By Osmel Alamguer

Cienfuegos City, photo: Tgraham
Cienfuegos City, photo: Tgraham

My girlfriend suggested that we make plans to visit the city of Cienfuegos, Cuba, in August. We’re still not sure, but we both loved the idea: she, to have a chance to return to her favorite city, and me, to do some things that I had left unaccomplished on my previous trip, five years ago.

I remember that I first went with Yusimi, a woman in whom I normally didn’t have a lot of confidence, but who in matters of trips was very adventuresome and resolved.

We left on the “milk train” (called that for its slow speed and many stops) on a trip that it would take more than eleven hours. This I didn’t know at the time, though even if I had there wouldn’t have been any alternative but to choose between the train and staying in Havana.

Transportation was worse back then in 2004, and to get tickets on a swift and comfortable express train was almost an odyssey.

However, back pains, thirst, hunger and fatigue were not obstacles to enjoying the beauty of the fields of the Cuban west, until we finally took a little siesta. We took pictures that we would never see, because the camera broke and the film was exposed.

When it was almost dark we arrived at our destination. We began to look for lodging but didn’t find any rooms available. That night we were surprised when we found ourselves in the middle of a blackout. When we had almost resigned ourselves to sleeping in the station, we were able to get a room in the rail workers’ inn, next to machinists and train stewardesses.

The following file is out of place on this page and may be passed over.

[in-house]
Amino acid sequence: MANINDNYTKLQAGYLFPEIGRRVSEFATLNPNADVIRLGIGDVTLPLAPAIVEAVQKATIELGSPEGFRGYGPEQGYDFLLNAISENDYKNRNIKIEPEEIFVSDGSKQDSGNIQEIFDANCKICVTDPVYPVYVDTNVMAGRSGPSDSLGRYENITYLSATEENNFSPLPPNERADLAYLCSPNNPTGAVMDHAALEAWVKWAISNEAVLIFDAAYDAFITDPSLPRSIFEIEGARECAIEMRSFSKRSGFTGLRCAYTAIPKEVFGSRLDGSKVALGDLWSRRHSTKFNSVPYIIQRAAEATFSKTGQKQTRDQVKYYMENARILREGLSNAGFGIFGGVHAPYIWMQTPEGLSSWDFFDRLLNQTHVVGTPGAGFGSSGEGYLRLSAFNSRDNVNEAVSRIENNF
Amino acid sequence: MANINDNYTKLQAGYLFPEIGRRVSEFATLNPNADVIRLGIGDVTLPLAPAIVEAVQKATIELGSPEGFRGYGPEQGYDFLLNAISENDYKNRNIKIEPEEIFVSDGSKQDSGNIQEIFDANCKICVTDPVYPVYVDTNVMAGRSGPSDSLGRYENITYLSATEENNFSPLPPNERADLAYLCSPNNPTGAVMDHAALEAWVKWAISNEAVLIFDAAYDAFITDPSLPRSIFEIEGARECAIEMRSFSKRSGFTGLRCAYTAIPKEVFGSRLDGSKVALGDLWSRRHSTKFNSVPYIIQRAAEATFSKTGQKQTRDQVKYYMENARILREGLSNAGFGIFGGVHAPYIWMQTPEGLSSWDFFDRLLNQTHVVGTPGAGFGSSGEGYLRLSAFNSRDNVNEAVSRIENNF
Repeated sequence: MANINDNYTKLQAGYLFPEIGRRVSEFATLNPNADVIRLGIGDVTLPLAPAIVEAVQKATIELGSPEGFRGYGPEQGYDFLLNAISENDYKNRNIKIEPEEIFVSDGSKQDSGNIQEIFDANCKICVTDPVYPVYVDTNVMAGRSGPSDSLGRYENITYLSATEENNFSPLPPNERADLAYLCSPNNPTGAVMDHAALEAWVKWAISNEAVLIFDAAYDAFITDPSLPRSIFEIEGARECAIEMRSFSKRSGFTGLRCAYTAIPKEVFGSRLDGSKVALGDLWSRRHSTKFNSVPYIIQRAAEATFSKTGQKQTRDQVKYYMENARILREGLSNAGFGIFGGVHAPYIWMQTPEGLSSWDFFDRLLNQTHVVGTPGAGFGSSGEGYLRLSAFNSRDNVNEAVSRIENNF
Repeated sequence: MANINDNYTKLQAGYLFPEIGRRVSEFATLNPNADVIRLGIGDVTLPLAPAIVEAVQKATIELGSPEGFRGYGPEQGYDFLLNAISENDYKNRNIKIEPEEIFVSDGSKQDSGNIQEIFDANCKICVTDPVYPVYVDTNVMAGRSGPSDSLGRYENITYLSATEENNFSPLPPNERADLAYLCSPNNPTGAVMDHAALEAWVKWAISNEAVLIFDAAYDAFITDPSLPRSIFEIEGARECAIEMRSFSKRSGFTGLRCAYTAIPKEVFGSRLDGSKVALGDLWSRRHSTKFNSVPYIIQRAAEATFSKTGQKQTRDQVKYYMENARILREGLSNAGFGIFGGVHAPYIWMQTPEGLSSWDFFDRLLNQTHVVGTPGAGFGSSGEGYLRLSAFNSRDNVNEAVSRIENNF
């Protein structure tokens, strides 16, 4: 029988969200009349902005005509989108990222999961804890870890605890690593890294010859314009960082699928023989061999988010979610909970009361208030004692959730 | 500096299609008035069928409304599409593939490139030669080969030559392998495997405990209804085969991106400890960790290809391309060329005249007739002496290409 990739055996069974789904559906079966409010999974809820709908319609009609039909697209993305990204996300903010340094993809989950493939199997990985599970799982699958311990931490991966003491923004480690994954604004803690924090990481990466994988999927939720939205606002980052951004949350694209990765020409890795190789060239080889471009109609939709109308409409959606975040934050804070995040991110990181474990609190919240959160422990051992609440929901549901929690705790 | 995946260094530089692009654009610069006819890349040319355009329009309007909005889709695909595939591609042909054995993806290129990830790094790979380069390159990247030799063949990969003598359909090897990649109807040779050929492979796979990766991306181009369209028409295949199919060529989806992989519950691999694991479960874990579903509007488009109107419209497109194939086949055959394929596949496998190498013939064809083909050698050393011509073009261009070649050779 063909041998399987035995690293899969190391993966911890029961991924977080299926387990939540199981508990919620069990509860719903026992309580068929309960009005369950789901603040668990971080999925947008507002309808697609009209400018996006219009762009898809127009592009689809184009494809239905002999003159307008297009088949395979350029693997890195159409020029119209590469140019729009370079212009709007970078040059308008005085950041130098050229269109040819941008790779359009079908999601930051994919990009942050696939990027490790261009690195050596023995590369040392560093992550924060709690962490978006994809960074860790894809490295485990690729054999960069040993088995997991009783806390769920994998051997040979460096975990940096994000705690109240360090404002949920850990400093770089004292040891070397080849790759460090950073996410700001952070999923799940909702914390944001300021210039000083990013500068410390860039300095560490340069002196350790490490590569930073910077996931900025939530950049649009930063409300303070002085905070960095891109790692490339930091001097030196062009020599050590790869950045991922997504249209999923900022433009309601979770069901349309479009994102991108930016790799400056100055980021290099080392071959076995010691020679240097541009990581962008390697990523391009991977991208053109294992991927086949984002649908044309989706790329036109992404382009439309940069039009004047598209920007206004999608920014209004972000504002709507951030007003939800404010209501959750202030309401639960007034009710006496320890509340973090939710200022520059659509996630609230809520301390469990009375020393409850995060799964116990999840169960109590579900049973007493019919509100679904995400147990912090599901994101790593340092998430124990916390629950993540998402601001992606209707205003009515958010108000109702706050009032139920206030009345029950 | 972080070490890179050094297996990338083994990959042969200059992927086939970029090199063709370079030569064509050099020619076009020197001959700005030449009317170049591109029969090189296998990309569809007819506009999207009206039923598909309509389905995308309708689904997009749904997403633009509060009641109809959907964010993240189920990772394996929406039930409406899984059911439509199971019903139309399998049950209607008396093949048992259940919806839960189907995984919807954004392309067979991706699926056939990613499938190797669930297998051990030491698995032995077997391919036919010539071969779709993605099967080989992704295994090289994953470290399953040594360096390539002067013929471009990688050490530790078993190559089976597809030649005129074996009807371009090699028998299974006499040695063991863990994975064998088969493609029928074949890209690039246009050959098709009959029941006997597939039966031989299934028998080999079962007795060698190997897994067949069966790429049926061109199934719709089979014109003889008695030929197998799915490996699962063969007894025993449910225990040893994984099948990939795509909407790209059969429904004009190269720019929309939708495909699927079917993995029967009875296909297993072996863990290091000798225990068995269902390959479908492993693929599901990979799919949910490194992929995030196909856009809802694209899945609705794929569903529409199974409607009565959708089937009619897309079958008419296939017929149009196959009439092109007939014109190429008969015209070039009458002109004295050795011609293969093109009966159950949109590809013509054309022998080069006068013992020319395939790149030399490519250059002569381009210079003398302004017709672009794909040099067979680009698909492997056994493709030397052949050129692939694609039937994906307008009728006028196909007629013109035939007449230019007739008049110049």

We had a big air-conditioned room, with lunch plus quite acceptable food, and for an equally acceptable price.

The only negative was the lack of water in the province. There almost was none to drink, and when we went to the bathroom we had to carry the buckets from the cistern and wash in a dirty, dark shower.

The return trip lasted about the same amount of time; we got to Havana sometime around seven.

All-in-all we had a good time, of which I hold pleasant memories of that city. I saw the Boulevard; the Terry Theater, built in colonial times; the expansive bay; the architecture in general, the cleanliness of the streets, and the simple and friendly people.

Yet when Milaisy suggested that we return there, the only thing that came to my mind was the two days I had spent riding on that train.


osmel

Osmel Almaguer:Until recently I would to identify myself as a poet, a cultural promoter and a university student. Now that my notions on poetry have changed slightly, that I got a new job, and that I have finished my studies, I’m forced to ask myself: Am I a different person? In our introductions, we usually mention our social status instead of looking within ourselves for those characteristics that define us as unique and special. The fact that I’m scared of spiders, that I’ve never learned to dance, that I get upset over the simplest things, that culminating moments excite me, that I’m a perfectionist, composed but impulsive, childish but antiquated: these are clues that lead to who I truly am.

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